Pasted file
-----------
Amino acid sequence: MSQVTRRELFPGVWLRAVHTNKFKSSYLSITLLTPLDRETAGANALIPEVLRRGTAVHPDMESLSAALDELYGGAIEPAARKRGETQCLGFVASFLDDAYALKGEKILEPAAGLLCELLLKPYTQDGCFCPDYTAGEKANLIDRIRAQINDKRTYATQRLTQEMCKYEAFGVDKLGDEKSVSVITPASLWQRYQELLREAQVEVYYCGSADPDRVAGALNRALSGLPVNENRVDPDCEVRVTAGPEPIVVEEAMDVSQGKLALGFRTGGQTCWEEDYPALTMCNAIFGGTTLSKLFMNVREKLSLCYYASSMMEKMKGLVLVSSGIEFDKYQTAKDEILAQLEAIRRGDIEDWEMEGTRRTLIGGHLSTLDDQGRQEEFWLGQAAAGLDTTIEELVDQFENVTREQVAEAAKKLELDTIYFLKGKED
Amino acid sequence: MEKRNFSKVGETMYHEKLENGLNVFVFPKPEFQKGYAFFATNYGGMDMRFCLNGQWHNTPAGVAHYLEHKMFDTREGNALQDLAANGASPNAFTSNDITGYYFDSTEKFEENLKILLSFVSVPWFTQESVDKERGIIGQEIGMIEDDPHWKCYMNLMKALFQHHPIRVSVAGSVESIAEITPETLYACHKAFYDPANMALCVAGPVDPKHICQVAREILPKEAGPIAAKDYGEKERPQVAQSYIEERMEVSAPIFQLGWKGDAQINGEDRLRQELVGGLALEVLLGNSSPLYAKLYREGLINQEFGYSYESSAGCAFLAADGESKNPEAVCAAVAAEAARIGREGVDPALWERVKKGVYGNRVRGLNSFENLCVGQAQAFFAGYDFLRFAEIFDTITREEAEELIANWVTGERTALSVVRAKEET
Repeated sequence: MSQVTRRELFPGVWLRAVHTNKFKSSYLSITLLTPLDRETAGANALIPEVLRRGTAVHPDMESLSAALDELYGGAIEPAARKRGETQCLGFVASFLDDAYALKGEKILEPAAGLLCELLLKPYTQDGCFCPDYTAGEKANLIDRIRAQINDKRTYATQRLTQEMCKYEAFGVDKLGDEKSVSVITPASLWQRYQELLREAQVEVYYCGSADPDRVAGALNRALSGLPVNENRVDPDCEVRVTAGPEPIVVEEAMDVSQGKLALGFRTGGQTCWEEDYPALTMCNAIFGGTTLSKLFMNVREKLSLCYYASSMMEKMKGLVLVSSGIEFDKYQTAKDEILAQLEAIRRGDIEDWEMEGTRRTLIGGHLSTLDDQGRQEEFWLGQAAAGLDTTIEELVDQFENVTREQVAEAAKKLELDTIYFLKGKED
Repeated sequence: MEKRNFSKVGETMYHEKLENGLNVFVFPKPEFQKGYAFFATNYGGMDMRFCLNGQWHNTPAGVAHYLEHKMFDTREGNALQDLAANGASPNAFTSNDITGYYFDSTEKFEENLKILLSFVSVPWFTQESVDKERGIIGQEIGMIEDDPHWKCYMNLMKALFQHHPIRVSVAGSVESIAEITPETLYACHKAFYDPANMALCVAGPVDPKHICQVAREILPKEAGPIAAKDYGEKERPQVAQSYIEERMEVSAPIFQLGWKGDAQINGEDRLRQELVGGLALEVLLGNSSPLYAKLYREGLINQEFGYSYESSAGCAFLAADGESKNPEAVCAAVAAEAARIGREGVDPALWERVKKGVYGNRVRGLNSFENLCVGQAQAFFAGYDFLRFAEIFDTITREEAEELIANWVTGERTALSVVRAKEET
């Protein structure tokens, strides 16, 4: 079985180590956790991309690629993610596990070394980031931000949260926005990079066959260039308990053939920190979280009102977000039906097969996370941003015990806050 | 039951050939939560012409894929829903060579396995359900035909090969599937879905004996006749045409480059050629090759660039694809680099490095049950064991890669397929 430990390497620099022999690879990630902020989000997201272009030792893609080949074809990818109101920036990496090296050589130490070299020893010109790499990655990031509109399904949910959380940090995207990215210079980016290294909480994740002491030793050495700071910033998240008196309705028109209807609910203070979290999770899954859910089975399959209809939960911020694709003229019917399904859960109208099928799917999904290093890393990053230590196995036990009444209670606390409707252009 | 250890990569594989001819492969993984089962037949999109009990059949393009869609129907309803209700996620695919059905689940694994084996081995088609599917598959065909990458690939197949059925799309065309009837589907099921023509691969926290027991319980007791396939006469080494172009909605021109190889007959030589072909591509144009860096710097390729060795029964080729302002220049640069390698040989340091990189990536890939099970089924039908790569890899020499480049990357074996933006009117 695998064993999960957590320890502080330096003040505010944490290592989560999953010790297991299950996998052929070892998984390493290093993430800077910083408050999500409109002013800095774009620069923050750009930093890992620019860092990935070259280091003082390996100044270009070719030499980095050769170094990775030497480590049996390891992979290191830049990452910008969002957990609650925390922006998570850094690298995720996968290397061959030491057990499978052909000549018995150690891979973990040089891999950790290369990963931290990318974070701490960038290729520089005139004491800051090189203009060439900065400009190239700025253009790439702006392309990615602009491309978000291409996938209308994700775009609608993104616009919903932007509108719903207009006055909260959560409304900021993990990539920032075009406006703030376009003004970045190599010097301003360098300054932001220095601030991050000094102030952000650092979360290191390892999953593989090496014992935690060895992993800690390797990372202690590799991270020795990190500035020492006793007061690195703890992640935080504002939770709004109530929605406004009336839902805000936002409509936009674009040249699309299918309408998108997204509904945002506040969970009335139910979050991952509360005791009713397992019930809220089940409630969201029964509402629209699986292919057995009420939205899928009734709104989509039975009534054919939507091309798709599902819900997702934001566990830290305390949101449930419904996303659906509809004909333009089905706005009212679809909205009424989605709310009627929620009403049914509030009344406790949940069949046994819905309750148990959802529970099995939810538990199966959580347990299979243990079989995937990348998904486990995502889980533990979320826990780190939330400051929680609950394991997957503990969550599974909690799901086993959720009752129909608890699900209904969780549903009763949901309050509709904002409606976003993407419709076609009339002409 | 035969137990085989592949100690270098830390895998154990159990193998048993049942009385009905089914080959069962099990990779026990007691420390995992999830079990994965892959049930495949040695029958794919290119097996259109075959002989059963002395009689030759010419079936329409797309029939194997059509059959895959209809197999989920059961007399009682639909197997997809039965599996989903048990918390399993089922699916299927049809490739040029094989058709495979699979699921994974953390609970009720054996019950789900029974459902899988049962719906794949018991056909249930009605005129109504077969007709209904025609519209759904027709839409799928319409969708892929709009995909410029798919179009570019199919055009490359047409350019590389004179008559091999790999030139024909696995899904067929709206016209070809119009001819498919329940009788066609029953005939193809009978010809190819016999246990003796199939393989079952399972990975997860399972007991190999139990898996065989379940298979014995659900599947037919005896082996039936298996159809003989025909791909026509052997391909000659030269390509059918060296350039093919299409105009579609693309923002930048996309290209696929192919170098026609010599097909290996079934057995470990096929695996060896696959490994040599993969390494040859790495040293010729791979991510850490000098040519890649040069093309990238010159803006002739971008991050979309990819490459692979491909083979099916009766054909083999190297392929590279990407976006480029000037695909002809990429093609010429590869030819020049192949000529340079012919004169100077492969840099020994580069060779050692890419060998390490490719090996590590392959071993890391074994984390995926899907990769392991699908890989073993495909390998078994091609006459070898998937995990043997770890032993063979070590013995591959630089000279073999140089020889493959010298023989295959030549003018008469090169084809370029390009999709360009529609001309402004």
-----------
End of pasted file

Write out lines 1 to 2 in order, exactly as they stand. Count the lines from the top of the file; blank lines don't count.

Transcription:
Amino acid sequence: MSQVTRRELFPGVWLRAVHTNKFKSSYLSITLLTPLDRETAGANALIPEVLRRGTAVHPDMESLSAALDELYGGAIEPAARKRGETQCLGFVASFLDDAYALKGEKILEPAAGLLCELLLKPYTQDGCFCPDYTAGEKANLIDRIRAQINDKRTYATQRLTQEMCKYEAFGVDKLGDEKSVSVITPASLWQRYQELLREAQVEVYYCGSADPDRVAGALNRALSGLPVNENRVDPDCEVRVTAGPEPIVVEEAMDVSQGKLALGFRTGGQTCWEEDYPALTMCNAIFGGTTLSKLFMNVREKLSLCYYASSMMEKMKGLVLVSSGIEFDKYQTAKDEILAQLEAIRRGDIEDWEMEGTRRTLIGGHLSTLDDQGRQEEFWLGQAAAGLDTTIEELVDQFENVTREQVAEAAKKLELDTIYFLKGKED
Amino acid sequence: MEKRNFSKVGETMYHEKLENGLNVFVFPKPEFQKGYAFFATNYGGMDMRFCLNGQWHNTPAGVAHYLEHKMFDTREGNALQDLAANGASPNAFTSNDITGYYFDSTEKFEENLKILLSFVSVPWFTQESVDKERGIIGQEIGMIEDDPHWKCYMNLMKALFQHHPIRVSVAGSVESIAEITPETLYACHKAFYDPANMALCVAGPVDPKHICQVAREILPKEAGPIAAKDYGEKERPQVAQSYIEERMEVSAPIFQLGWKGDAQINGEDRLRQELVGGLALEVLLGNSSPLYAKLYREGLINQEFGYSYESSAGCAFLAADGESKNPEAVCAAVAAEAARIGREGVDPALWERVKKGVYGNRVRGLNSFENLCVGQAQAFFAGYDFLRFAEIFDTITREEAEELIANWVTGERTALSVVRAKEET